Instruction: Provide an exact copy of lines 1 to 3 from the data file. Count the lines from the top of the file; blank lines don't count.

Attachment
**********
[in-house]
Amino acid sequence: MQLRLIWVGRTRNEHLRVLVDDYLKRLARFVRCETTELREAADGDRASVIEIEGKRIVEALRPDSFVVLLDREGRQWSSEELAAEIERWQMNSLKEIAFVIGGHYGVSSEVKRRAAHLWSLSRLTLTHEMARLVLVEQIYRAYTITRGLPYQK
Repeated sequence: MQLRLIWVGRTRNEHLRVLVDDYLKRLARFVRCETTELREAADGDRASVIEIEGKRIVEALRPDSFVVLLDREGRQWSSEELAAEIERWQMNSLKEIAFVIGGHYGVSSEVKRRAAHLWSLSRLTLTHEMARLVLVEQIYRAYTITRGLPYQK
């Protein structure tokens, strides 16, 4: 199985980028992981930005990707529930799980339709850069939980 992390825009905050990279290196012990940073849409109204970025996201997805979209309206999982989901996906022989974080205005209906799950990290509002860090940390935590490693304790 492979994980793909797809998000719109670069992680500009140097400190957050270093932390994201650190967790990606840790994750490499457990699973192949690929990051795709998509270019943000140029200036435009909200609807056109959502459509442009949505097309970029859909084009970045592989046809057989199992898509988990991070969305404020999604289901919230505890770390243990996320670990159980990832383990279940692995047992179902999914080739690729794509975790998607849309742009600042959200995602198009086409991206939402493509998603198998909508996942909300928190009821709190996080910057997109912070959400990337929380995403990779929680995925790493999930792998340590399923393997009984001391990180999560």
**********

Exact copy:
[in-house]
Amino acid sequence: MQLRLIWVGRTRNEHLRVLVDDYLKRLARFVRCETTELREAADGDRASVIEIEGKRIVEALRPDSFVVLLDREGRQWSSEELAAEIERWQMNSLKEIAFVIGGHYGVSSEVKRRAAHLWSLSRLTLTHEMARLVLVEQIYRAYTITRGLPYQK
Repeated sequence: MQLRLIWVGRTRNEHLRVLVDDYLKRLARFVRCETTELREAADGDRASVIEIEGKRIVEALRPDSFVVLLDREGRQWSSEELAAEIERWQMNSLKEIAFVIGGHYGVSSEVKRRAAHLWSLSRLTLTHEMARLVLVEQIYRAYTITRGLPYQK